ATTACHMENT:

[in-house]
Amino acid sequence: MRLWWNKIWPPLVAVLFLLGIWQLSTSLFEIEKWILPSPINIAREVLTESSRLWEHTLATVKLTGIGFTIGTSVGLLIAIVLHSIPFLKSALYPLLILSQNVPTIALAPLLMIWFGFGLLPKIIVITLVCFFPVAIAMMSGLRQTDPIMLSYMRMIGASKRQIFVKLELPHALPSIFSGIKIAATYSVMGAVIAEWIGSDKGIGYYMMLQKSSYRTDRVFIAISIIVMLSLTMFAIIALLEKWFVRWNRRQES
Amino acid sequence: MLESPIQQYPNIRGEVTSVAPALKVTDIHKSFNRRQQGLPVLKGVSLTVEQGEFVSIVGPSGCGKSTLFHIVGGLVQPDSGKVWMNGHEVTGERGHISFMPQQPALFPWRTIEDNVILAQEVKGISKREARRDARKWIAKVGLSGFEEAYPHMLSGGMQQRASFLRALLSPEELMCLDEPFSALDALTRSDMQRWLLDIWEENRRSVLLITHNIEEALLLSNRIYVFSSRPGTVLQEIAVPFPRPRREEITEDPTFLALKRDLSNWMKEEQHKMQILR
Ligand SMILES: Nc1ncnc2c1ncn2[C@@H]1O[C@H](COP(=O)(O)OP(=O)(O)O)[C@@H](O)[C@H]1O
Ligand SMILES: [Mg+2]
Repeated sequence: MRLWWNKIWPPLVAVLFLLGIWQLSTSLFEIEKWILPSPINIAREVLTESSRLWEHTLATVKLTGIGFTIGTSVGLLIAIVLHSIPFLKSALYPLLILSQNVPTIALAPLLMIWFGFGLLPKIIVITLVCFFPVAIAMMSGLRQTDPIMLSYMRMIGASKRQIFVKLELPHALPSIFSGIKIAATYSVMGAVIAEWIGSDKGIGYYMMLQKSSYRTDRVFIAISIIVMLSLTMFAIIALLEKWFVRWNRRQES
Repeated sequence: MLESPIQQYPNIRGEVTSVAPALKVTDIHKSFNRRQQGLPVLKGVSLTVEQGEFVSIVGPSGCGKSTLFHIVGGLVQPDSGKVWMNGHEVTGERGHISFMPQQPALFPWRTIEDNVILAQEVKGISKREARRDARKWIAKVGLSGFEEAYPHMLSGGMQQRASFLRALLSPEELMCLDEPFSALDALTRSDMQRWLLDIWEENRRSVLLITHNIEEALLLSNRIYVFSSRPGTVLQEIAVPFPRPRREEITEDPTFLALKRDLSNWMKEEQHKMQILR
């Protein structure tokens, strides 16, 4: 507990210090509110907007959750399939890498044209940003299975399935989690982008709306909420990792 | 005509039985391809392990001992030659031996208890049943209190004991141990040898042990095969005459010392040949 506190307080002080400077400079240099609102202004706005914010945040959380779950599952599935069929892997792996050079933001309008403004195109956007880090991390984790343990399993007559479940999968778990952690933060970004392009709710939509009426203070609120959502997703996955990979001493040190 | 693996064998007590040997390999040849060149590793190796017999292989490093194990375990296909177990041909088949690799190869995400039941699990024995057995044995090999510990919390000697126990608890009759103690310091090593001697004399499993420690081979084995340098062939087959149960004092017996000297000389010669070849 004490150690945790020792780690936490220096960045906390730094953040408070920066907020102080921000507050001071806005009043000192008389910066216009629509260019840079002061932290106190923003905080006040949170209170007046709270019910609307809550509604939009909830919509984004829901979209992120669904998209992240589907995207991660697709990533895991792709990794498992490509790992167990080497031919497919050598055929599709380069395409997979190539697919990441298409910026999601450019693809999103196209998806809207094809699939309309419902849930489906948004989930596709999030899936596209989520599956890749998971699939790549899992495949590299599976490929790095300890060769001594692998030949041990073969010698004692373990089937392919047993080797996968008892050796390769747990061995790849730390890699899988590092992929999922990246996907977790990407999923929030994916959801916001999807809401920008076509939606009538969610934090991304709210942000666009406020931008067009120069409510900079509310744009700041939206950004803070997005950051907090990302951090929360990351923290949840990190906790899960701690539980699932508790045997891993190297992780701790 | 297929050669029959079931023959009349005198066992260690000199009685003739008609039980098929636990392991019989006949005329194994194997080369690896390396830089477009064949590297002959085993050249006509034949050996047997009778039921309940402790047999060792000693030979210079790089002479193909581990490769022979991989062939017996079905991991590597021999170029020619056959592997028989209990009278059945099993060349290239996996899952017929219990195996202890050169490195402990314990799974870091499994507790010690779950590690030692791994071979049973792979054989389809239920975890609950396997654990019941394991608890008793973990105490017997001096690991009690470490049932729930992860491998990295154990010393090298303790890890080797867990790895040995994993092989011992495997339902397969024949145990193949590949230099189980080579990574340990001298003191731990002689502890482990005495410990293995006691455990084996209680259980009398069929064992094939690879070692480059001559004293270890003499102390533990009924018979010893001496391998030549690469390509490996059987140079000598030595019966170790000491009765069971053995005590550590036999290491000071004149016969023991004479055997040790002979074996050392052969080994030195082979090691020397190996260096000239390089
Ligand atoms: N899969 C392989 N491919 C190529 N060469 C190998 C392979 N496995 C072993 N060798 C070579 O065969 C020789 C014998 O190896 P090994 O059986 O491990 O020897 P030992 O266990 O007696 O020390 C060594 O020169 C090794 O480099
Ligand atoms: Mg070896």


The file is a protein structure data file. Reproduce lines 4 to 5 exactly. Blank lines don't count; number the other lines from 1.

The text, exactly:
Ligand SMILES: Nc1ncnc2c1ncn2[C@@H]1O[C@H](COP(=O)(O)OP(=O)(O)O)[C@@H](O)[C@H]1O
Ligand SMILES: [Mg+2]